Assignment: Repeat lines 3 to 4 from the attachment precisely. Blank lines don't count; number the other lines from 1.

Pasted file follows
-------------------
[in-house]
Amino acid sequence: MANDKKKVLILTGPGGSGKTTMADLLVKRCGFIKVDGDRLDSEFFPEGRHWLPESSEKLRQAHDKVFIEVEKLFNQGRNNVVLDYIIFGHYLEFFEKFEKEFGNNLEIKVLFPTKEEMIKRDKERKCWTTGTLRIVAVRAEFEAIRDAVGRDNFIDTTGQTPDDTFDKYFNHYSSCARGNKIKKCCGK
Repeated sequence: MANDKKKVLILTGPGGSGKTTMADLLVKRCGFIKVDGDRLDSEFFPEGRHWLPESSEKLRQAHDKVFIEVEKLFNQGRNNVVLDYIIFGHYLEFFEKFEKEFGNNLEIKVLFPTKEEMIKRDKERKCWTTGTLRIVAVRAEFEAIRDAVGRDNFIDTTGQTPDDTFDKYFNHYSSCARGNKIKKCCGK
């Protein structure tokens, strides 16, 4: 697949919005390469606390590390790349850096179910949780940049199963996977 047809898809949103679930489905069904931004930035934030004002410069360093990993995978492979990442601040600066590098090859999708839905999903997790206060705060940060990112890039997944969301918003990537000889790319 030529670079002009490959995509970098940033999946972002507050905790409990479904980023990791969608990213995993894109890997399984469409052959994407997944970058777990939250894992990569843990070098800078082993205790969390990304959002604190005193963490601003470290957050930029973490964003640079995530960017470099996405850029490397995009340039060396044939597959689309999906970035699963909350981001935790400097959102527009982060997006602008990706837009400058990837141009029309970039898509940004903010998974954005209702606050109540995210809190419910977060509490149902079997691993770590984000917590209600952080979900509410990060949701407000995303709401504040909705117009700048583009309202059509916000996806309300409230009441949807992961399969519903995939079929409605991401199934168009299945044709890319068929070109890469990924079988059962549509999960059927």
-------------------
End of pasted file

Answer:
Repeated sequence: MANDKKKVLILTGPGGSGKTTMADLLVKRCGFIKVDGDRLDSEFFPEGRHWLPESSEKLRQAHDKVFIEVEKLFNQGRNNVVLDYIIFGHYLEFFEKFEKEFGNNLEIKVLFPTKEEMIKRDKERKCWTTGTLRIVAVRAEFEAIRDAVGRDNFIDTTGQTPDDTFDKYFNHYSSCARGNKIKKCCGK
């Protein structure tokens, strides 16, 4: 697949919005390469606390590390790349850096179910949780940049199963996977 047809898809949103679930489905069904931004930035934030004002410069360093990993995978492979990442601040600066590098090859999708839905999903997790206060705060940060990112890039997944969301918003990537000889790319 030529670079002009490959995509970098940033999946972002507050905790409990479904980023990791969608990213995993894109890997399984469409052959994407997944970058777990939250894992990569843990070098800078082993205790969390990304959002604190005193963490601003470290957050930029973490964003640079995530960017470099996405850029490397995009340039060396044939597959689309999906970035699963909350981001935790400097959102527009982060997006602008990706837009400058990837141009029309970039898509940004903010998974954005209702606050109540995210809190419910977060509490149902079997691993770590984000917590209600952080979900509410990060949701407000995303709401504040909705117009700048583009309202059509916000996806309300409230009441949807992961399969519903995939079929409605991401199934168009299945044709890319068929070109890469990924079988059962549509999960059927």